Saturday, October 8, 2011

Student Tweets

Justin Rogers-Cooper

Learning Objectives

Remembering (Do the reading and sign into Twitter)

Understanding (Post a page number from a favored passage in the reading; briefly explain interest)

The Activity

I've experimented with Twitter in the past, but this is the first year I'm assigning it as a fully-functioning micro-blogging site. For their Tweets, I've asked students to post a page number, a brief word or phrase from that page, and a brief explanation of what interestes them about the passage.

The goal of the exercise is threefold: 1) engrain the habit of writing something down after the student reads, 2) allow me to see what passages are striking students and tailor class activities to those passages, and 3) allow the students a space to see what is interesting to each other.

Activity Evaluation

It took a couple weeks to get the class adjusted to blogs, so I've brought Twitter on slowly the past two weeks. The participation rate for students that have signed up and following everyone else (including me) is about 100% in both classes. In both classes, there were "early adopters" who didn't need reminding about their Tweets. For both classes, too, I had to begin reminding the students about the "need to Tweet" this past week. I've now got a good majority Tweeting in both classes, though I'm expecting it to grow.

As for its success, I do feel it has accomplished my early goals. Students comment on each other's posts without my prodding and without comments being assigned. I also see that many students are posting similar passages. It also gives me a chance to "reply" to their Tweets with simple messages, such as "nice quote," but to also ask questions and push discussions into social networking. So far, the students that are Tweeting like it, and I can see them making connections on Twitter that they're not making in class.

Conclusions

Twitter is an effective way for students to post about the reading. It is also a useful social-networking tool for student to student comments. It also seems to be a good way to reach students with class announcements, rather than use Blackboard (this is, by the way, the first semester I'm not using Blackboard in at least five years).

I need to continue to find ways to push the overall participation. The students are aware it's going for a grade. I believe that I may ask students to publish a weekly "Tweet" in our class lab as a way to increase overall participation, and then to observe their Tweets on the projector and use that as a basis for discussion, or group formation (students could cluster around a particular common theme for their Tweets).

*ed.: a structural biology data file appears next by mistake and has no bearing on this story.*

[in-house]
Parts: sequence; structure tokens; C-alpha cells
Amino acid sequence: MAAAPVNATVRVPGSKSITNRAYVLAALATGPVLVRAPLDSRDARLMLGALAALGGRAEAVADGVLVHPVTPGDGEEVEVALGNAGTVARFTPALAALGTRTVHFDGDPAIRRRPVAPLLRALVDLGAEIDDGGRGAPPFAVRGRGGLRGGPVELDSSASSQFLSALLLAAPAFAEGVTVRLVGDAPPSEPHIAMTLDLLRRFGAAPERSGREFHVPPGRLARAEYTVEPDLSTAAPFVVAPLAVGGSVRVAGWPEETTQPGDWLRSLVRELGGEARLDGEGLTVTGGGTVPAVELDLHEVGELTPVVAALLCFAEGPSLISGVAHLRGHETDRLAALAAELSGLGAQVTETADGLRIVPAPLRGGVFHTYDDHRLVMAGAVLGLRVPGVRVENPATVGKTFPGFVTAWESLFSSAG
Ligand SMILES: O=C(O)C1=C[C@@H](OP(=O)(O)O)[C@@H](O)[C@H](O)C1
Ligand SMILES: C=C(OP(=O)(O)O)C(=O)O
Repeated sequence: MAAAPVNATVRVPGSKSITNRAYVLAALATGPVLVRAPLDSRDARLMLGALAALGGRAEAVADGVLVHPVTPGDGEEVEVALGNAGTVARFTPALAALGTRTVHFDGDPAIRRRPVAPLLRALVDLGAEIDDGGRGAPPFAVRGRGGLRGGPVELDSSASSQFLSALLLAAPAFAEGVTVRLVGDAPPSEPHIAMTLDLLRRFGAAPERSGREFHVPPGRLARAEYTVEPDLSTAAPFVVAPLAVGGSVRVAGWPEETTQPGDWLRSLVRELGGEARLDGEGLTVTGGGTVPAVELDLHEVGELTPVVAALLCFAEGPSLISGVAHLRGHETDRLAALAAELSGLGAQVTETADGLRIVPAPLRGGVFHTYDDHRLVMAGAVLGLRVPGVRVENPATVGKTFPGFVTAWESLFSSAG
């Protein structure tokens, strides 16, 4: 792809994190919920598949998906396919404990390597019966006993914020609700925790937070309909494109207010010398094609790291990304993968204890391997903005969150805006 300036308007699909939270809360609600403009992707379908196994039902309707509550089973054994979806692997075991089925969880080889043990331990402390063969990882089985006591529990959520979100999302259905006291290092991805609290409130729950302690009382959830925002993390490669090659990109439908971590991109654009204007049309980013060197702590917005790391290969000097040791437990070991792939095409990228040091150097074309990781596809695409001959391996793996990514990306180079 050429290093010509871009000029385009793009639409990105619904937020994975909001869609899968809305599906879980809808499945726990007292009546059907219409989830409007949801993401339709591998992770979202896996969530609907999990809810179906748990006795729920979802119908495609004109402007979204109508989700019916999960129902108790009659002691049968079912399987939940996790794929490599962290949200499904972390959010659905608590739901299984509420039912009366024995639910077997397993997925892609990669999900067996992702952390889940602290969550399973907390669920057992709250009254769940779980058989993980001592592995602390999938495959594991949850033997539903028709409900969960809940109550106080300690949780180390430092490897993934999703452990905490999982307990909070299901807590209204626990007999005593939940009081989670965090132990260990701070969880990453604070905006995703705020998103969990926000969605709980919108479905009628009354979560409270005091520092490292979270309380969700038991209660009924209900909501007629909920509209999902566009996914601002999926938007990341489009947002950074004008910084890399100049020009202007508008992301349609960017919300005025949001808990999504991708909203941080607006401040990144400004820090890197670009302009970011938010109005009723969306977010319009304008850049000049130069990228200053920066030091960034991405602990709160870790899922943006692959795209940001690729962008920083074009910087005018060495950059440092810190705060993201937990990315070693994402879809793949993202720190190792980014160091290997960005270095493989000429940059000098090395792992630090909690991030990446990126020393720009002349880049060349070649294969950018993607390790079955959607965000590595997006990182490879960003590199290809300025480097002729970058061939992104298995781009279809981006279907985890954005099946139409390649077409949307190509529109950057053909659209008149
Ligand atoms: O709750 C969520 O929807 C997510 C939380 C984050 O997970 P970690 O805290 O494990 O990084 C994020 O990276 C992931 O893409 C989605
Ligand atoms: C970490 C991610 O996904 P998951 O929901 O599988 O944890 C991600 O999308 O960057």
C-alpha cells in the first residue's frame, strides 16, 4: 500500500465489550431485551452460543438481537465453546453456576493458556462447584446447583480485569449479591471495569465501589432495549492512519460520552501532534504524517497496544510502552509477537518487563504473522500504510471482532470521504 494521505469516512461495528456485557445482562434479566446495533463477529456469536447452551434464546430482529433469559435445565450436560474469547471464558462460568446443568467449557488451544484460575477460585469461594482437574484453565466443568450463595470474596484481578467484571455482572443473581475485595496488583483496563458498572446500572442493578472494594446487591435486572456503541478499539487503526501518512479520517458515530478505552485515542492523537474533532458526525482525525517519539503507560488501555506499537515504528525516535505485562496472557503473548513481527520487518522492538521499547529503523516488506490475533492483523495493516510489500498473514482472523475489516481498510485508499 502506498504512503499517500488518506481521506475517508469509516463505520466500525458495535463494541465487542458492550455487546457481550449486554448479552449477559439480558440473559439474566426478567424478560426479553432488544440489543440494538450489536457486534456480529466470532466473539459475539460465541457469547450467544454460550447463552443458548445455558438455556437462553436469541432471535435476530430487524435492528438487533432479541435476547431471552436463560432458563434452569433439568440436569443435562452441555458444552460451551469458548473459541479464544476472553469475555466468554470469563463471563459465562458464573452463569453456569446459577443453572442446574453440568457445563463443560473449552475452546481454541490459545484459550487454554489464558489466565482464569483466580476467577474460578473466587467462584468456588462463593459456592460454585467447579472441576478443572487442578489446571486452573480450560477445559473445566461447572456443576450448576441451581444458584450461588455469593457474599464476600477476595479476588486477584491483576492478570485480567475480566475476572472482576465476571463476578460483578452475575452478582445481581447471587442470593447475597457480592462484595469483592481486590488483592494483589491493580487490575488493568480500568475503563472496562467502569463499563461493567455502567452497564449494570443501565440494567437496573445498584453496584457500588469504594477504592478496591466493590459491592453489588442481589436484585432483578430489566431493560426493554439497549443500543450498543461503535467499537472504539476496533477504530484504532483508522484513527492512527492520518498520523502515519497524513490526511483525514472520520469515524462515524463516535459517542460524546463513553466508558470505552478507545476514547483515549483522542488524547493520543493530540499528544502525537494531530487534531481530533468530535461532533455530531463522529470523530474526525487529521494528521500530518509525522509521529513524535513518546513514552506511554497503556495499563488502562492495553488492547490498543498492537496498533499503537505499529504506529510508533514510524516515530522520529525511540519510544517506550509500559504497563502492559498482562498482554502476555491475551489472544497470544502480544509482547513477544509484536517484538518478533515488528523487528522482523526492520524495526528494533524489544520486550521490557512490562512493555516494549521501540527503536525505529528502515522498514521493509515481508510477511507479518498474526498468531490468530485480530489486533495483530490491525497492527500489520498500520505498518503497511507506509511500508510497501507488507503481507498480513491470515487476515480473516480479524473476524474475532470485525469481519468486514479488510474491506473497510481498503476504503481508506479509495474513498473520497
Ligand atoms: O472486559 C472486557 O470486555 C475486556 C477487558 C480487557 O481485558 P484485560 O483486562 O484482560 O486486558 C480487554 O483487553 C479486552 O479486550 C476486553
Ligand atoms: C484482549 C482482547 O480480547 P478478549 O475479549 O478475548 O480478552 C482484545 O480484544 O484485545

9 comments:

  1. LIKE!

    Do you have any examples of student responses that you can share in the future?

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  2. Yes, I could share examples. There's an amazing free-form conversation taking place right now on how and why some slaves lived so long. I was thinking of posting a screen shot. Can I attach that to a blog post somehow?

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  3. I am fascinated by that--I too would like to see some tweets.

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  4. Stafford used tweets. We should ask him.

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  5. Very cool! I wonder if there's a kind of crowd-sourcing tool out there that would allow you to "map" comments on a text! It'd be so interesting to see visually what they gravitated toward and what their comments were! (I was so made for the 21st century!)

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  6. I know a professor at Pace U. who once had a tweeted midterm. The students were forced to be extremely concise and embody the essence of a piece of literature they had read in the 140 characters!

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  7. @ Prof Rebecca: WOW.

    @ Justin: If it is a screen shot, why can't it be added as an image? Once you click on it, it'll enlarge.

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  8. cool - can you share your hashtags with us?

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  9. You know what? I'll grab some screen shots and start using hashtags. I'm on a Twitter roll here, so I'm going to post all this soon.

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